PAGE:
The Center for Student Involvement investigation into the University of Richmond chapter of Delta Epsilon Mu — the Alpha Beta chapter — has concluded with confirmation of practices that violated the UR Hazing Policy.
The investigation confirmed these practices through interviews, Alison Keller, the CSI director, wrote in a statement on Feb. 12.
“On Thursday, January 30, 2020 an investigation was concluded into an allegation of hazing into the organizational operations of the Delta Epsilon Mu Fraternity,” she wrote.
“Through the investigation process, it has been confirmed through interviews with members, inclusive of organization leaders that there are practices that are not compliant with the University of Richmond Hazing policy.”
The chapter will be reinstated if it completes the CSI’s action plan, Keller wrote.
“In response to the investigation, an action plan to assist the organization in developing a positive new member plan and creating a program plan to achieve the goals and mission of the organization has been developed and shared with the leaders,” she wrote.
“Upon completion of this action plan, the Delta Epsilon Mu Fraternity will be reinstated from
Probation to full Recognized Student Organization status.
“It is hope of the Center for Student Involvement that all student organizations contribute to a positive, respectful and exciting student organization experience.”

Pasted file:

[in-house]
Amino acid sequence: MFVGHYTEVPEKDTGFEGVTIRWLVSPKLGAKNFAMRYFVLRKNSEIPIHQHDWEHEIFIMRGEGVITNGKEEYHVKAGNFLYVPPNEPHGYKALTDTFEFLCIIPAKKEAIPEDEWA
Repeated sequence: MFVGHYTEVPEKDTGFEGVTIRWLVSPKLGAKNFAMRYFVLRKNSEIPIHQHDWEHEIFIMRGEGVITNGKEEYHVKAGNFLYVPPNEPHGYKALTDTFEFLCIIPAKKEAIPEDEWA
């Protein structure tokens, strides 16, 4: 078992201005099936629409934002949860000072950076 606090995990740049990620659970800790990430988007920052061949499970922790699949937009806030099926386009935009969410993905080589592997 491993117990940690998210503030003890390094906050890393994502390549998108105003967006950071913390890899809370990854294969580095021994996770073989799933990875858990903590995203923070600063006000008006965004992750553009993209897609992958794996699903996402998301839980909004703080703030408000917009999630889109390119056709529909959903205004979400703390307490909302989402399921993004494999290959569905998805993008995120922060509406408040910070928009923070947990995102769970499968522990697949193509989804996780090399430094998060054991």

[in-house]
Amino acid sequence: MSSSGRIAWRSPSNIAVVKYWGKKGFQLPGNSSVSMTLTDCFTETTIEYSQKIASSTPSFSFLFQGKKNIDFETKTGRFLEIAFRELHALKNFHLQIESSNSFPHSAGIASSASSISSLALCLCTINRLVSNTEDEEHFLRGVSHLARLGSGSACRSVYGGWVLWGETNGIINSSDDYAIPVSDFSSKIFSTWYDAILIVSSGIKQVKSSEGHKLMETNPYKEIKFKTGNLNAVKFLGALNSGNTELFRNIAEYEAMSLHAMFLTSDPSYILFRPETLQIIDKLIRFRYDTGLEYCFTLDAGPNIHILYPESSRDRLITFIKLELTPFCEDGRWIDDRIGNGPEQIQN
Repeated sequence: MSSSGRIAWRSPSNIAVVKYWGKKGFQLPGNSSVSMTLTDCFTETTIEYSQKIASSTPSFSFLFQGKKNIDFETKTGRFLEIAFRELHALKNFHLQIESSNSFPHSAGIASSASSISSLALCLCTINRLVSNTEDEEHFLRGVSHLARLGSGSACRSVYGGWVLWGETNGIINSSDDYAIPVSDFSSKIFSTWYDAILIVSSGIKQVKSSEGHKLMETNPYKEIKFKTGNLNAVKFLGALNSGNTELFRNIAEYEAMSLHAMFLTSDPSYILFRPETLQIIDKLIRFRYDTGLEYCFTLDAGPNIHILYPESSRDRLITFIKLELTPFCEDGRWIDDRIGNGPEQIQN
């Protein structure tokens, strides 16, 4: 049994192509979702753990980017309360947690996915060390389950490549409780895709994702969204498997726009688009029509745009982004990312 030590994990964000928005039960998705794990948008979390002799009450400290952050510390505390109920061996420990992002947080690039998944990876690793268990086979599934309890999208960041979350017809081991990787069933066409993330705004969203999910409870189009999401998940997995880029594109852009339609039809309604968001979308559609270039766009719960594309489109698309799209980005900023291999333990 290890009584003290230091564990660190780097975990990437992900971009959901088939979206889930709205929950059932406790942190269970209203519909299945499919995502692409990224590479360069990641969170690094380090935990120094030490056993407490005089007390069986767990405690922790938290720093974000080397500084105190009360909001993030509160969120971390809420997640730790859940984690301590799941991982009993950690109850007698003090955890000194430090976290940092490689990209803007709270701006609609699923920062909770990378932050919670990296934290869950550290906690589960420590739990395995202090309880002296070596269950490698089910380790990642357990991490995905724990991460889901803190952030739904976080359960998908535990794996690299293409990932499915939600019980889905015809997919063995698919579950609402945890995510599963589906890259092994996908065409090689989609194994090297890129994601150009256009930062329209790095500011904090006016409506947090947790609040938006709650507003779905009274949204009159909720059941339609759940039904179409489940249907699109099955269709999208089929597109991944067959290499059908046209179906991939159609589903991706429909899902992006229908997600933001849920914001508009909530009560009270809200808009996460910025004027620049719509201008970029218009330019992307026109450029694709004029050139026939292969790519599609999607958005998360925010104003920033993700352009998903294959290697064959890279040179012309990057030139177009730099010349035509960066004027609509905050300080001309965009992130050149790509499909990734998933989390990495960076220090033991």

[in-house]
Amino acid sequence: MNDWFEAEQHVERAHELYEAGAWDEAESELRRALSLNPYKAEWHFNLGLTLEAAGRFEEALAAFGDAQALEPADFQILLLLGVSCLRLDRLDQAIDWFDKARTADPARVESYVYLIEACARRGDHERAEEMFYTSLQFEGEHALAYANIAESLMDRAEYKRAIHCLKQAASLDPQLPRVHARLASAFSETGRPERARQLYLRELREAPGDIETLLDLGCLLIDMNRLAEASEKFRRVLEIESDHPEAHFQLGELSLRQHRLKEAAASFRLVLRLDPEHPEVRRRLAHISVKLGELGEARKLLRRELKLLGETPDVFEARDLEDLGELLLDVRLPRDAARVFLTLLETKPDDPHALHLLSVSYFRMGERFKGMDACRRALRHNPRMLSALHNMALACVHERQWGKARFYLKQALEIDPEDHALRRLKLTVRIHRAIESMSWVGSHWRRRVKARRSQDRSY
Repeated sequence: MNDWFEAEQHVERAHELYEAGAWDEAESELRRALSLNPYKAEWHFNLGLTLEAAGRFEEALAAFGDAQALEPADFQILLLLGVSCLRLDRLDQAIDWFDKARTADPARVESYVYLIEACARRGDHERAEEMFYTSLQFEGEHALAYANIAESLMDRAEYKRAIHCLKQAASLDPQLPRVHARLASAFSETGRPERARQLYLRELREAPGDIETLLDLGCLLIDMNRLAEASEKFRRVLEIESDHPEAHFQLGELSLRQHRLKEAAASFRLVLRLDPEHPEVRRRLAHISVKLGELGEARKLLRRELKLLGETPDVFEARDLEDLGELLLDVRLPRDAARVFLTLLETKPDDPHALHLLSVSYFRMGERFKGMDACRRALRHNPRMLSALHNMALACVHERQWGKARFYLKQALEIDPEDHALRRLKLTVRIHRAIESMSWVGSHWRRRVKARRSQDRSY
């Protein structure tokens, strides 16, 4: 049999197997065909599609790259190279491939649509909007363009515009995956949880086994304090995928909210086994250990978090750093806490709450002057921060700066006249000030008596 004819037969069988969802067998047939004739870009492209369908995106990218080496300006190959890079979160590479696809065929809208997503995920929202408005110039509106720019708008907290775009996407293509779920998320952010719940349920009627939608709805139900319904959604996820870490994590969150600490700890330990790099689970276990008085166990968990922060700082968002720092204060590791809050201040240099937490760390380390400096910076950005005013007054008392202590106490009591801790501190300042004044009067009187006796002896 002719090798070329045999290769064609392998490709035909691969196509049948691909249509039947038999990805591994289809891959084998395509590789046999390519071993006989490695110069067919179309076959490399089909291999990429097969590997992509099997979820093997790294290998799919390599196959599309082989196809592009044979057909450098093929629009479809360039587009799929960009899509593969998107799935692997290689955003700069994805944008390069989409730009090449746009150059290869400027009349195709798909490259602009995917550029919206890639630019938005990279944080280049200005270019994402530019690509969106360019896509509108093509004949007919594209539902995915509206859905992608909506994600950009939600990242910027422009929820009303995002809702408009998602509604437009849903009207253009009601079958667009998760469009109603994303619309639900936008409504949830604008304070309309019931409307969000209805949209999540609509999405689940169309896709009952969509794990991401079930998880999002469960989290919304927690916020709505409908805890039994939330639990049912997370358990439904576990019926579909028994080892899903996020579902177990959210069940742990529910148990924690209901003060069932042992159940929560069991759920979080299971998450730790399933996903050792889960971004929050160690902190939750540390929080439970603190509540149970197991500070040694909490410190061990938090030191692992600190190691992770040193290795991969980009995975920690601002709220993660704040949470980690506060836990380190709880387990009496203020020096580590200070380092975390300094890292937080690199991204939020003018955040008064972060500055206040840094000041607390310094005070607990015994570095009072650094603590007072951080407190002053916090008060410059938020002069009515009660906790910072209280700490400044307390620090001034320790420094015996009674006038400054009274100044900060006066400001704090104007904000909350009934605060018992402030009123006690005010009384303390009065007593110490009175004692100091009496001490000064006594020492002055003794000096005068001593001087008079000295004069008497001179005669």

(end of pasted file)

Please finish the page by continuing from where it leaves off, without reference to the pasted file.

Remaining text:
The chapter president, Sam O’Rourke, wrote that the chapter is making changes.
“We’ve been working hard already to make productive changes to our new member process,” he wrote. “Although it is unfortunate this transpired in the first place, I think that through the combined efforts of our executive board and CSI, DEM and it’s [sic] members will ultimately benefit from this event, enabling us to better fulfill our mission as a professional pre-health fraternity.”
The faculty adviser for the chapter, John Vaughan, could not be reached for comment.
Keller’s initial statement to The Collegian on Feb. 6 did not specify that the investigation had concluded on Jan. 30.
“There is time needed to set up meetings to review,” Keller wrote in an email on Feb. 17 responding to a request for clarification of the investigation timeline.
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